A Democratic Congress and a Democratic President just combined to pass a massive $1.9 trillion spending bill sold as a solution to the economic woes caused by the coronavirus pandemic. Thanks to a compliant media, they had an easy job of it: Instead of scrutinizing the bill’s spending choices, the broadcast networks built their coverage around its most popular provision as well as sympathetic anecdotes about those in need.
From the day President Biden unveiled his plan (January 22) through the final day of Senate debate (March 5), the ABC, CBS and NBC evening newscasts discussed the “American Rescue Plan” in a total of 68 stories, which combined for 69 minutes, 27 seconds of airtime. ABC’s World News Tonight aired significantly more coverage (32 minutes, 31 seconds) than either the CBS Evening News (18 minutes, 16 seconds) and the NBC Nightly News (18 minutes, 40 seconds).
■ Dissecting this coverage, the networks mainly directed viewers to think about the $1,400 checks to individuals, mentioning this singularly popular line item in about three-fifths of all stories (40). That was twice as often as they talked about the money that would be spent on vaccines and testing to fight the pandemic itself (20 stories). Other top topics: additional unemployment benefits (20 stories), the $15 minimum wage, later scrubbed (19 stories), funding for schools (12 stories) and help to small businesses (12 stories).
■ What viewers never heard about on these newscasts: How more than $1 trillion in funds previously allocated by Congress had yet to be distributed, and how the much-claimed shortfall in state and local government tax revenues had failed to materialize.
According to the New York Times (March 1): “New data shows that a year after the pandemic wrought economic devastation around the country, forcing states to revise their revenue forecasts and prepare for the worst, for many the worst didn’t come….By some measures, the states ended up collecting nearly as much revenue in 2020 as they did in 2019.”
That would seem to undercut the urgency of distributing another $350 billion in aid to those not-so-impoverished states.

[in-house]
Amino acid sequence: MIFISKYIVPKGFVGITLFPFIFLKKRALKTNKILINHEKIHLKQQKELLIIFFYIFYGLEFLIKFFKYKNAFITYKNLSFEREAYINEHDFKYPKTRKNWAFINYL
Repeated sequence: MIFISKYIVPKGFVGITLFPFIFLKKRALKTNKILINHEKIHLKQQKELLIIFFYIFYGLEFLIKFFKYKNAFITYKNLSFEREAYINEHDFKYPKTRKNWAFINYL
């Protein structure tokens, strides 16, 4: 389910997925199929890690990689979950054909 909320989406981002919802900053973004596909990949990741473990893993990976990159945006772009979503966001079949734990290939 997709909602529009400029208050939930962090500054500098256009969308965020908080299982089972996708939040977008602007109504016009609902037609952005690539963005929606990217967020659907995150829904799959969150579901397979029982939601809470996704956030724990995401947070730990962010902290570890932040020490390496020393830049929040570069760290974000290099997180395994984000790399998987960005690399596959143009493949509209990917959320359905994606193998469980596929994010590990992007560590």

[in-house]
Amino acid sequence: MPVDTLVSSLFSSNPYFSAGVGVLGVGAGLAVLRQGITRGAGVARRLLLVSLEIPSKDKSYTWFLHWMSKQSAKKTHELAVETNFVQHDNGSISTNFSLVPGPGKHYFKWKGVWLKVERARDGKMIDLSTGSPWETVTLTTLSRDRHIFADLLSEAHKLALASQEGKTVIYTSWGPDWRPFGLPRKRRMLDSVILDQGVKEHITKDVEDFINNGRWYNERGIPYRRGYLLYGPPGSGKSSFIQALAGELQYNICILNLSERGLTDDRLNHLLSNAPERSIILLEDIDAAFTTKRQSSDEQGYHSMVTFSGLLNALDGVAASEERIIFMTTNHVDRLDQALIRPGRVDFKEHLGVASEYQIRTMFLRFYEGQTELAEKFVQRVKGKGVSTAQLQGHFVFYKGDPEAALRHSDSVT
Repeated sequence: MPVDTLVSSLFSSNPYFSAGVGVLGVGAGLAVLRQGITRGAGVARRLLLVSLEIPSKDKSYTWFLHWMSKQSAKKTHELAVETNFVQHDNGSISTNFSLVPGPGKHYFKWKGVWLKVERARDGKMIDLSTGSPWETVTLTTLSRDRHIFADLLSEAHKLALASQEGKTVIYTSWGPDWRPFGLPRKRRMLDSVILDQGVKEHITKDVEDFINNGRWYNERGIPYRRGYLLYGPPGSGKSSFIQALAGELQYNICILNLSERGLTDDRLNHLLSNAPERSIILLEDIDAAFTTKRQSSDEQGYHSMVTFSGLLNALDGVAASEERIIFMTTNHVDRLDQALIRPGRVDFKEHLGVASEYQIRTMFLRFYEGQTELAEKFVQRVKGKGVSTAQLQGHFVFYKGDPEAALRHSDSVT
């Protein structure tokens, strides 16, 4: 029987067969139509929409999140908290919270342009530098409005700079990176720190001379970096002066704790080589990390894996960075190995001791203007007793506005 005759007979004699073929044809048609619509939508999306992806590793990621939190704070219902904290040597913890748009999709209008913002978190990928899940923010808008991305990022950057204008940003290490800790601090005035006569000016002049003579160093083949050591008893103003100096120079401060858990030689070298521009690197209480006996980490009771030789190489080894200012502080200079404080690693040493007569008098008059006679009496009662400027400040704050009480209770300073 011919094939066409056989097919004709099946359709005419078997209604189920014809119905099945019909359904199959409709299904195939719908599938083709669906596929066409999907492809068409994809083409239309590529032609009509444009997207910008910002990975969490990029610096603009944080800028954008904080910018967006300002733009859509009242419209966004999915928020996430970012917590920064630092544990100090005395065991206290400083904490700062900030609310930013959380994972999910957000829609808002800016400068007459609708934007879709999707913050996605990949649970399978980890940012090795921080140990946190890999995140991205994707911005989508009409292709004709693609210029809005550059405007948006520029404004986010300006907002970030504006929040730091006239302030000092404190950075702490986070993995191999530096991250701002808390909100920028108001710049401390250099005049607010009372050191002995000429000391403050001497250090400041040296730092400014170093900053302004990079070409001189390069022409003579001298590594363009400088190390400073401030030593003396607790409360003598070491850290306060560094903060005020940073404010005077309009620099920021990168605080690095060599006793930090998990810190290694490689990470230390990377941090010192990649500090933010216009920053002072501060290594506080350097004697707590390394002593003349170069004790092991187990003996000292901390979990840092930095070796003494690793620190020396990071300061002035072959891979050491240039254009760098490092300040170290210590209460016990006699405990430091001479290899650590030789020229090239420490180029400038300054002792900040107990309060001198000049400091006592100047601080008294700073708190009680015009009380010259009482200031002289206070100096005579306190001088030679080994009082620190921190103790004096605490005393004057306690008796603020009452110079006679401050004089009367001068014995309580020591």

While the newscasts did air soundbites from Republicans saying the bill contained spending unrelated to pandemic, reporters never once let viewers know the embarrassing specifics. The House bill, for example, included $141 million in funding for a San Francisco subway project, plus $1.5 million for a bridge connecting New York and Canada.
While both of these projects were dropped in the Senate bill, it probably wasn’t due to adverse publicity — the Democrats’ attempt to fund these favored projects didn’t earn a second of coverage on any of the evening newscasts.
■ Instead of scrutinizing the bill’s spending choices, the networks built their coverage around sympathetic anecdotes. On the January 22 Nightly News, for example, anchor Lester Holt set up a piece by intoning how “you don’t have to go far from the White House to find the economic pain of the pandemic.”
A couple of weeks later, on February 4, CBS’s Ed O’Keefe reported on an unemployed woman who fretted: “If they don’t extend the unemployment benefits, that would put me in a very scary situation.”
On February 20, ABC’s MaryAlice Parks highlighted a Seattle woman of whom, she said, “a relief check could help keep a roof over her head.” Arianna Laureano told ABC: “I’m probably gonna be homeless in a month or two. I have, like, $300 in savings that I can combine with my disability check, now that I’ve lost my job.”
Altogether, a dozen of the stories (18%) utilized anecdotes such as these to build sympathy for the third gargantuan “emergency” spending bill in less than a year.
Putting aside the fact that the $1,400 direct payments would go to both the fully employed who do not need it as well as the unemployed who do need help, the individual checks and the enhanced unemployment benefits combined amount to less than 40% of the overall price tag.
During the Trump years, the establishment liberal media championed themselves as truth-tellers who would hold his administration accountable. In covering the first major initiative of the Biden administration, the networks executed a full flip-flop — abandoning any pretense of hostility in favor of providing aid and comfort for a massive spending bill that goes far beyond what’s necessary to help those who are actually in need.